Medicare Part C for All
Posted by Joe Antle on April 17, 2017 7:35 AM EDT
Here's another great article about a possible solution to the health insurance insurance crisis that seems to be never-ending....
...and to me it seems to have all leaders in the insurance industry, healthcare provider community, government and policy makers in a stand-off with no "cure in sight".
A very special thanks to one of my very good friends with Optima Health for sharing the Forbes article in the link below. This is a very good article, and definitely headed in the “right” direction (or shall I say “left"-better yet “correct” direction)?
My only addition to the premise of this article, if the author asked my opinion about how relevant or realistic the premise might be, is that it would not be enough of a solution alone, standing alone on its own exclusive merit.
In my view, without creating a meaningful and self-evident "free market component" the idea of Medicare Part C for All as a critical catalyst for driving change on its own merit alone would be that it would not be an optimum solution in and of itself for at least four major reasons which you'll find in the points below:
In order to be adopted in the short term, and to not only work from a political perspective but to work in reality in the face of "intransigence" (both in the political sense and in the practical sense of actually being an meaningful and sustainable improvement to our current morass) it would have to have a really significant "free market" component to make it fly, much less soar above the madding crowd. And the author's suggestion of letting private insurers compete on the government-sponsored "basic" health insurance alone doesn't overcome the issue of adverse selection.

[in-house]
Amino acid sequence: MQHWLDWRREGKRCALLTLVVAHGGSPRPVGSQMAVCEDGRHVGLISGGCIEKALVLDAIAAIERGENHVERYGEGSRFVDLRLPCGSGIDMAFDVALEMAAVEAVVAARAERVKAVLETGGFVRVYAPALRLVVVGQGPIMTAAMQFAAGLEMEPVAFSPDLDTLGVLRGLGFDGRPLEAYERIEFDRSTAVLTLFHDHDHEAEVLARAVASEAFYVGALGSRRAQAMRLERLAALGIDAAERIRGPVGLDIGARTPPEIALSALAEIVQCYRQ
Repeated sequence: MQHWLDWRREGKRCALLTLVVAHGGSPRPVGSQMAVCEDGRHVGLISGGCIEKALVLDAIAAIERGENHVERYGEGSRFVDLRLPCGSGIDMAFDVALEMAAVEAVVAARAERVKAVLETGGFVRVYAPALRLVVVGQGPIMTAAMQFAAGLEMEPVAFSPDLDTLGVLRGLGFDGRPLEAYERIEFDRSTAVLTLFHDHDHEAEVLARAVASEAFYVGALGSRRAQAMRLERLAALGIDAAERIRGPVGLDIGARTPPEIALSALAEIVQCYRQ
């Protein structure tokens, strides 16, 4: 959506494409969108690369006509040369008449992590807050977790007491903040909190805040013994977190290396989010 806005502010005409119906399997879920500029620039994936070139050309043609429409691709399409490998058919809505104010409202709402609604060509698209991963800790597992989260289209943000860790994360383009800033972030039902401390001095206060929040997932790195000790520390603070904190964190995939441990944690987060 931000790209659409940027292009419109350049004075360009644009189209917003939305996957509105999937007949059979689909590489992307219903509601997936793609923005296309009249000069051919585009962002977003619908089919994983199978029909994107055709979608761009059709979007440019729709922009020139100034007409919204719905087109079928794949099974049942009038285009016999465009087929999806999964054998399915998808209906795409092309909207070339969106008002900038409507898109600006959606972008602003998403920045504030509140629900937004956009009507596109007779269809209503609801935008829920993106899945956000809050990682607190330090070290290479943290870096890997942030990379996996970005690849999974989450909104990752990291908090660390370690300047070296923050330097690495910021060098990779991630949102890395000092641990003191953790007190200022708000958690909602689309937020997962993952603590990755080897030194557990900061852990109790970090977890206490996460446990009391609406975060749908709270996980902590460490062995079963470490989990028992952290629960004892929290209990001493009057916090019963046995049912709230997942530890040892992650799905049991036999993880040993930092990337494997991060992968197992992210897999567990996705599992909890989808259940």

So, therefore, here are some notions for how this basic idea of "Medicare Part C for All" could be improved and why it needs "more juice":
Many healthy citizens (fiscally and physically) should be able to "Buy Up" all sorts of enhanced features just as they do today-and therein could lie additional profitability for the private insurers and for healthcare providers as well.
Most importantly, the author doesn't deal with the root cause of why health insurance for all would be hard to make work-there is not incentive for reducing healthcare costs and there is not incentive (positive or negative) to have people actually be better healthcare consumers AND live healthier lives.
- In order to really bring down the cost of healthcare and to inspire a critical mass of population change, the focus of change needs to be centered on local ommunities and consumer behavior in nature. It will require a "collective impact" whereby population healthy living practices and cultures change as a result of collaborative efforts of a host of disparate "players" in the community.
- Finding programs that can leverage the "wisdom of the crowd" and "the power of the other" should promote "working...well together". Programs should incentivize and bring together providers, employers, governmental entities, educational organizations, non-profits, families and friends and volunteers.
- The whole healthcare system should be based on quality and results-profitability should move from selling more services for fees to paying for results of keeping people healthy, recovering quickly and staying on track and rewarding medical procedure improvements thta produce better outcomes for less dollars.
Helping people, help each other to help themselves be better healthcare consumers and live healthier lives still seems to me like "it takes a village". Speaking of dollars, this is just my two cents worth...:)